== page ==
Luke 16:6-10

Luke 16:6 (KJB)
And he said, An hundred measures of oil. And he said unto him, Take thy bill, and sit down quickly, and write fifty.

The oil in view would be that of olive oil and because it was that there was a great debt involved. The measure here was a “bath” which was a Hebrew term which meant about 8 or 9 gallons or about 40 liters. The value of this would have been about one thousand denarii or approximately three years average pay for a laborer. This steward told the man to cut that bill in half and make it only fifty. This would have placed the customer under a great obligation to the unjust steward. This had to be done in haste because his stewardship was coming an end very quickly. The reason that the steward could get away with doing something like this is because many times the masters placed these stewards in control of all their goods and many times did not even know how much they had. Such a man was Potiphar who trusted Joseph. (Gen 39:6 KJV) And he left all that he had in Joseph's hand; and he knew not ought he had, save the bread which he did eat. And Joseph was a goodly person, and well favoured.

Luke 16:7 (KJB)
Then said he to another, And how much owest thou? And he said, An hundred measures of wheat. And he said unto him, Take thy bill, and write fourscore.

Then the steward made his way to another of his master’s debtors. This man owed his master one hundred measures of wheat. The measure in this verse would have been the Hebrew term “kor.” A kor was approximately ten to twelve bushels. Rabbinic sources from that day state that a bushel of wheat went for anywhere between 25 to 30 denarii. So the total of this man’s debt was between 2500 to 3000 denarii. It was estimated that the 100 measures of wheat would have been enough to make over 200,000 loaves of bread. This time the steward had discounted 20% instead of 50% which would have amounted to about 500 denarii.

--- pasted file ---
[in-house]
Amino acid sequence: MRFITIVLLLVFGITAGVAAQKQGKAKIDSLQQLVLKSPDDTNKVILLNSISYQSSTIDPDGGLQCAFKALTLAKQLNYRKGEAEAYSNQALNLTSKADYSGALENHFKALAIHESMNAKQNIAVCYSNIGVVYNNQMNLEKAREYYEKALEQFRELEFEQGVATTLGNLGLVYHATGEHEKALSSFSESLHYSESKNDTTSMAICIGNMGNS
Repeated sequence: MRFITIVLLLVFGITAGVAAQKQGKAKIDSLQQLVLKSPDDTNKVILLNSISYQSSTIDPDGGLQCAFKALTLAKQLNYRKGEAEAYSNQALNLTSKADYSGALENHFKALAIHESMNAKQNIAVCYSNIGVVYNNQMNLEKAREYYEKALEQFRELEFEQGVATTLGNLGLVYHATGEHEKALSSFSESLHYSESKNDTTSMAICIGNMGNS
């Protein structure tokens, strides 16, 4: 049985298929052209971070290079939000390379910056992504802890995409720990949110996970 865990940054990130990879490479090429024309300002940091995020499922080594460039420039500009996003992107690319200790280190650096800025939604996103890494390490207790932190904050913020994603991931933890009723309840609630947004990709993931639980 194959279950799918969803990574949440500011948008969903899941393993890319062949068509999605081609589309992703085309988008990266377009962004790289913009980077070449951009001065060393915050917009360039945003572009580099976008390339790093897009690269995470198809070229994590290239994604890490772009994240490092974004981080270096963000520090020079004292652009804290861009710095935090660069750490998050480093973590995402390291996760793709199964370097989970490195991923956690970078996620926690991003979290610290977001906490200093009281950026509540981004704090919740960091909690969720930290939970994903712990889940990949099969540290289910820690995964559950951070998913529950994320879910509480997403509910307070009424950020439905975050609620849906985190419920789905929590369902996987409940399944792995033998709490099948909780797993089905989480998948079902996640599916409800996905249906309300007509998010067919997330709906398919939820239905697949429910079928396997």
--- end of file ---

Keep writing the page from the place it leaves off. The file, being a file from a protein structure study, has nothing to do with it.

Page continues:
Luke 16:8 (KJB)
And the lord commended the unjust steward, because he had done wisely: for the children of this world are in their generation wiser than the children of light.

Now it must be understood that the lord in this parable is not the Lord Jesus Christ because He never would have condoned such behavior. The steward was an employee of the master and was subject unto him. Yet, here we have the lord commending or approving of what the steward did. According to the laws of self-preservation, the steward had realized that he could not do physical work or beg, so he gave discounts to his master’s debtors and placed these people under obligation to him. The reason that he is told to us that he acted wisely was because he had planned and prepared for the day which was coming close, that his present stewardship was ending. He had planned, and boldly executed that plan, so he could come to these people and seek similar employment once he was finally dismissed. This is why it was stated he was doing this wisely. The dishonest act itself is not being approved of but the fact that this man was taking care of himself and preparing.